How to Keep From Reaching Your Breaking Point
Recognizing the signs that you're headed for a stress-fueled crash
There's a scene in Austin Powers: International Man of Mystery featuring the comedic spy (played by Mike Meyers) trying to escape the bad guys by driving away on a steamroller. A security guard yells for him to stop, but Powers keeps coming, motioning frantically for the guard to move, even as he keeps his foot on the gas pedal. Powers ends up flattening the guard completely.
I can't tell you how many times I have replayed that scene in my head over the past several years. Except in my version, I'm both characters. I'm driving the steamroller, and I'm also standing frozen, screaming for everything to stop. But I don't stop. I keep barreling through, until I just run myself right over.
It's a surprisingly apt metaphor for life. Tension and stress often build over time – a few hours of lost sleep one night, a stressful work meeting the next day, a new phase of parenting that totally defeats us. These daily challenges mount, the fatigue grows, and yet we stay the course, pushing through each day even as some part of our body or mind is telling us to stop and change direction.
Sometimes we know we need to slow down, but we choose not to. We're too busy, or we don't want to fall behind at work. We don't want to let down our family and friends, or maybe we just don't know how to slow down (or are scared of what we might face if we do).
But most times, we just don't see what's happening until we find ourselves flattened. Sometimes I end up in bed with a terrible cold, or my back goes out and I spend days lying on the floor with my legs up on the couch. Other times we just lose our composure and end up fighting with our spouse, yelling at our children, bailing on deadlines, and drinking, eating, or spending in ways that just aren't healthy.
So how do we stop the steamroller? Try this:
Acknowledge that there is a steamroller, and that you are driving it
Certainly, there are times when it feels like life is running us over, and we're getting knocked down by circumstances beyond our control. But we can choose how to respond and take care of ourselves (or not) in the face of life's challenges. The first step is acknowledging that we can make choices on a daily basis that make it a lot less likely we'll end up flat out.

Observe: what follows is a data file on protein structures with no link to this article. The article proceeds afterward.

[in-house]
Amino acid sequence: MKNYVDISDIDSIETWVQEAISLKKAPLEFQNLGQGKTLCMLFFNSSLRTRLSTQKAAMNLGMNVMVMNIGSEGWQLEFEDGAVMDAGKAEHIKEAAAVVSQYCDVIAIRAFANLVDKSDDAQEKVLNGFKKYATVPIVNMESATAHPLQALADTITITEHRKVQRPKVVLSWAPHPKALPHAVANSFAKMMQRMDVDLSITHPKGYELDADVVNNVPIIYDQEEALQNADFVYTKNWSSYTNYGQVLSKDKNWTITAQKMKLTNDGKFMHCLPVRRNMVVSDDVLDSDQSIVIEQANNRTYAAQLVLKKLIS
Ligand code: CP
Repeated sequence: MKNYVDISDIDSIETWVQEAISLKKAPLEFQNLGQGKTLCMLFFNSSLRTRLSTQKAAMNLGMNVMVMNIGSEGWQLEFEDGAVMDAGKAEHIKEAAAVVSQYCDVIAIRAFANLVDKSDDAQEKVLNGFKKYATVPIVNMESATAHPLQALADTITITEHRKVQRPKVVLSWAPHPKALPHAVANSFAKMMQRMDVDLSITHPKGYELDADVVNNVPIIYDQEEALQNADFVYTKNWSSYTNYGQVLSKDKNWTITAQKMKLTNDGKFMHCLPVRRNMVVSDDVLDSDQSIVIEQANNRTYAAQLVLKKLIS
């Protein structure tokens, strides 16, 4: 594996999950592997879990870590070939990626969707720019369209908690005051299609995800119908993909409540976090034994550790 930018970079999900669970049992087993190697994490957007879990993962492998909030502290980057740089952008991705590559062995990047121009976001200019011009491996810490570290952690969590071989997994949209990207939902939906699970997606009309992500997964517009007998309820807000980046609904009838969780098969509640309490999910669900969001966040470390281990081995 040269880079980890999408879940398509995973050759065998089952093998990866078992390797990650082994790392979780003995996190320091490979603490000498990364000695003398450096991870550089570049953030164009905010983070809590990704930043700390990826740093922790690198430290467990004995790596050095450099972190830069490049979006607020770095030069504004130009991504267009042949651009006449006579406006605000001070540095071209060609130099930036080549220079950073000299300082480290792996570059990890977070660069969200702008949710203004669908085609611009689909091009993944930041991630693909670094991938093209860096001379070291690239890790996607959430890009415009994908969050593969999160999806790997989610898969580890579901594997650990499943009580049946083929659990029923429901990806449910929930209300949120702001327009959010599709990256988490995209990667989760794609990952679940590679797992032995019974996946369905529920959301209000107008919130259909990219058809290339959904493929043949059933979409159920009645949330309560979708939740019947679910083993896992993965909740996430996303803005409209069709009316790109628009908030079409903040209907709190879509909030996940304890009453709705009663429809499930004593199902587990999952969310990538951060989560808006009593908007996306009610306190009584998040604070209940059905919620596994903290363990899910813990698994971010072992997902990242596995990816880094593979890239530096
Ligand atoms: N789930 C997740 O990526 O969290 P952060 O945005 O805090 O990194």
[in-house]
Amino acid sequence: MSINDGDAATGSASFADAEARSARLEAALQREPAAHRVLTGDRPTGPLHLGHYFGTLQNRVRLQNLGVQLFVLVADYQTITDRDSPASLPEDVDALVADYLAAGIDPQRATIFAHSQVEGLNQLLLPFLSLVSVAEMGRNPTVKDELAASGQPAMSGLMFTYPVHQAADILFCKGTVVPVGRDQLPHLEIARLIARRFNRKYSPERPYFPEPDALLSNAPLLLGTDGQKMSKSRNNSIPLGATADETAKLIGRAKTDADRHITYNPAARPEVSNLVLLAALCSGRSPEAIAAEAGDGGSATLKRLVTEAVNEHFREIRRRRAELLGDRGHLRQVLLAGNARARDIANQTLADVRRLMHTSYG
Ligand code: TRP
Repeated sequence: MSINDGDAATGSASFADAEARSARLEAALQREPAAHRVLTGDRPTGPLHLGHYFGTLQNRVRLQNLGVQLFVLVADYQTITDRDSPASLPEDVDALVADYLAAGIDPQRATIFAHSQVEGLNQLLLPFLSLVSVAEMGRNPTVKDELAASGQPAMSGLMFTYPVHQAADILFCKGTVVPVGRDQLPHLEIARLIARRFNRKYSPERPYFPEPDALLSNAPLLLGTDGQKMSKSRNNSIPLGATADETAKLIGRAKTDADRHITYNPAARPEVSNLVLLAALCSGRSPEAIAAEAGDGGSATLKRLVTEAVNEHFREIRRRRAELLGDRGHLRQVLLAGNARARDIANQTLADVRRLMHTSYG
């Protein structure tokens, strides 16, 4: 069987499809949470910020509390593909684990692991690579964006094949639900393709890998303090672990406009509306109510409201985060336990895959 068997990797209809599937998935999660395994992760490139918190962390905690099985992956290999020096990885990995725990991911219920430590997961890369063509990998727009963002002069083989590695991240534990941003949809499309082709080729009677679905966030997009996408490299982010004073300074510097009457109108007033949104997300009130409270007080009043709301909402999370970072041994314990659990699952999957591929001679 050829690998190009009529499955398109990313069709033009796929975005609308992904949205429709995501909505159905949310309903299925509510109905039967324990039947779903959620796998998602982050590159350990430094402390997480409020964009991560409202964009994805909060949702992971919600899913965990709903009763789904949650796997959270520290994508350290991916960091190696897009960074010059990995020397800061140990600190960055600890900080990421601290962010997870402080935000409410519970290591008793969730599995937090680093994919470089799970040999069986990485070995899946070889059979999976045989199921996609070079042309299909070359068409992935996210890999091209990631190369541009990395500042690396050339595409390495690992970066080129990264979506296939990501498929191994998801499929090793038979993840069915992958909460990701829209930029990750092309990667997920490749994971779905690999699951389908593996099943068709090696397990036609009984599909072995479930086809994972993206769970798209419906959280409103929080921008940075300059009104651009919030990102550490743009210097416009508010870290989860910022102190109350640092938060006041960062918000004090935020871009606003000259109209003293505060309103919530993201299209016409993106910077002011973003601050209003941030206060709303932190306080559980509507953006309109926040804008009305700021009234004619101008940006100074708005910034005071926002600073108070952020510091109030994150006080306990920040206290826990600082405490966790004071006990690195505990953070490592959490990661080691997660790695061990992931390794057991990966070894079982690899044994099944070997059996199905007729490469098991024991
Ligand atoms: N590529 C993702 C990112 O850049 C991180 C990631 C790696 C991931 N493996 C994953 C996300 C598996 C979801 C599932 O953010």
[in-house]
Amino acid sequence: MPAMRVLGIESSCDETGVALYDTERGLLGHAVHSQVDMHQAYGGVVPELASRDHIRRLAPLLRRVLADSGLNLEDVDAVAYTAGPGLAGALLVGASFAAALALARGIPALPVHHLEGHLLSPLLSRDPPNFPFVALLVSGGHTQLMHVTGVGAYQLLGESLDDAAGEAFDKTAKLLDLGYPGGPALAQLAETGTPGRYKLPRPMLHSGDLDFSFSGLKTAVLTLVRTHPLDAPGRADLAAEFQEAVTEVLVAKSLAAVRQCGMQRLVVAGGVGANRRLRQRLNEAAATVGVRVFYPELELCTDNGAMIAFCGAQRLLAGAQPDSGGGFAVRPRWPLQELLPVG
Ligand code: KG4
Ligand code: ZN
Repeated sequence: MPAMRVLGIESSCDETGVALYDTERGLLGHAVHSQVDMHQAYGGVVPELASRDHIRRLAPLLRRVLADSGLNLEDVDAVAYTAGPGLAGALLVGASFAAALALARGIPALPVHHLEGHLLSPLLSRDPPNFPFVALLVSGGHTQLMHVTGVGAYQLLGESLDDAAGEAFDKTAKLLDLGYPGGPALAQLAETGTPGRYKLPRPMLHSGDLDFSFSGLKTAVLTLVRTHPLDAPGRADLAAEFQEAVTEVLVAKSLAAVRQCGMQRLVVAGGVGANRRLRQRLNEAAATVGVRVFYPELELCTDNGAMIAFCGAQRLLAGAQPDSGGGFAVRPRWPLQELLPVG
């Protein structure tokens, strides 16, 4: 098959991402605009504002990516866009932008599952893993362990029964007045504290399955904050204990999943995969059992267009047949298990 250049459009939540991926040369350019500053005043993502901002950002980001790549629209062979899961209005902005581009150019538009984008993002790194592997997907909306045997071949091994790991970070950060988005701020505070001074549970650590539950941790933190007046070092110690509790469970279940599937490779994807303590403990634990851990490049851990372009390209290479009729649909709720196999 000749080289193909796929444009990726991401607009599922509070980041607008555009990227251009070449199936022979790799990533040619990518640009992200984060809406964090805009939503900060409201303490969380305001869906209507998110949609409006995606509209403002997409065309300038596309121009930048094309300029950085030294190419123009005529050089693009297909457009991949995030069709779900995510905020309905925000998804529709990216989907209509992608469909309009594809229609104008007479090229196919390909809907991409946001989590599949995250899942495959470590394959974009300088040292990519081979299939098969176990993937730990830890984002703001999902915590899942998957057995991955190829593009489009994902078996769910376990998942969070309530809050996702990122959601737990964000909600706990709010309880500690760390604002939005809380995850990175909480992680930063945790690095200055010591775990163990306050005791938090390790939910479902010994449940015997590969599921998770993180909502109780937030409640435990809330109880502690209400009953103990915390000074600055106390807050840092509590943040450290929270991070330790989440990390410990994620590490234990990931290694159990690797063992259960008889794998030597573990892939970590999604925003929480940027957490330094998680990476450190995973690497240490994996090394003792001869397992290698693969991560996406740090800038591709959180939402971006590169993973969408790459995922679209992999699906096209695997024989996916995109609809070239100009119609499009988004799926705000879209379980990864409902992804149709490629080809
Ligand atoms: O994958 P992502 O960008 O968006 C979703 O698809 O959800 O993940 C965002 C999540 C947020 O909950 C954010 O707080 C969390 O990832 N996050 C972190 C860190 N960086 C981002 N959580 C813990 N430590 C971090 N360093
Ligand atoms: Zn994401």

Learn to read the warning signs
All too often, we barrel through our days so intent on checking things off our task list or getting to meetings or school pick-up on time that we don't pay attention to the distress signals we are sending out.
With practice, you can notice the signs that daily life is chipping away at you. Are you having trouble sleeping? Have you been increasingly irritable or down lately? Are you snapping at friends or family members? Are you having a hard time concentrating or enjoying yourself? Any of these might be warning signs that you're headed for a fall.
Check in with your body
We often hold a tremendous amount of tension, frustration, fear, anger, and sadness in our bodies without ever realizing it until we get sick or injured. Whenever you find yourself with a couple free moments, practice a little CALM. Check in with your Chest, Arms, Legs, and Mind. You don't have to relax or fix anything, just notice – do your chest, shoulders, or calves feel tight? Are your thoughts racing or making you anxious? Becoming aware of what is going on in your body is an important first step toward realizing just how close you are to getting rundown.
When you notice the signs of tension building, take these actions:
Make sleep a priority. Sleep is fundamental to every aspect of our functioning. Every other step you take to get back on track will be infinitely harder and less successful if you're exhausted. Cut down on afternoon coffee, keep your smartphone out of the bedroom, and (at least for couple of nights a week), skip that last TV show. Instead, head to bed and read or breathe deeply to prepare yourself for a good sleep. If you consistently have trouble sleeping, make an appointment to see your doctor.
Give yourself transition time. Between meetings, on the way to get the kids at school, or as you race to your workout, give yourself a moment to shift from one activity to the other. Take several deep breaths, and then let your breathing settle and just breathe regularly. Try not to think, plan, or worry. When you do, just come back to your breath. This helps you notice how you're feeling and what you're thinking.
Slow everything down, at least for a few days. Cancel extra meetings if you can. Let your kids skip an extracurricular activity. Make easy meals. Let the nonessentials on your task list wait a little longer, or make a future to do list and set it aside until you are better rested. Take a mental health day (or even just a mental health afternoon) then pick one activity that you find restorative and do it.
Ask for help. It's easy to become stuck in the belief that your challenges are yours alone to tackle. But we are communal animals meant to work together. There are so many ways to integrate support into your daily life, including reaching out to a family member or friend for help, finding a spiritual or religious community, creating connections at a regular fitness class, or seeing a doctor or therapist. It isn't always easy to share your stories and struggles, even with those who care about you and your family, but it will help you feel more grounded and less stressed.
Try not to beat yourself up if (and when) you do get flattened. There may be times when you do everything right – like get yourself to yoga class, take time to journal, eat your fruits and veggies – and it's still not enough. Don't let it get you down. It happens to all of us, and the sooner you can start taking care of yourself in the aftermath, the sooner you’ll get back on track.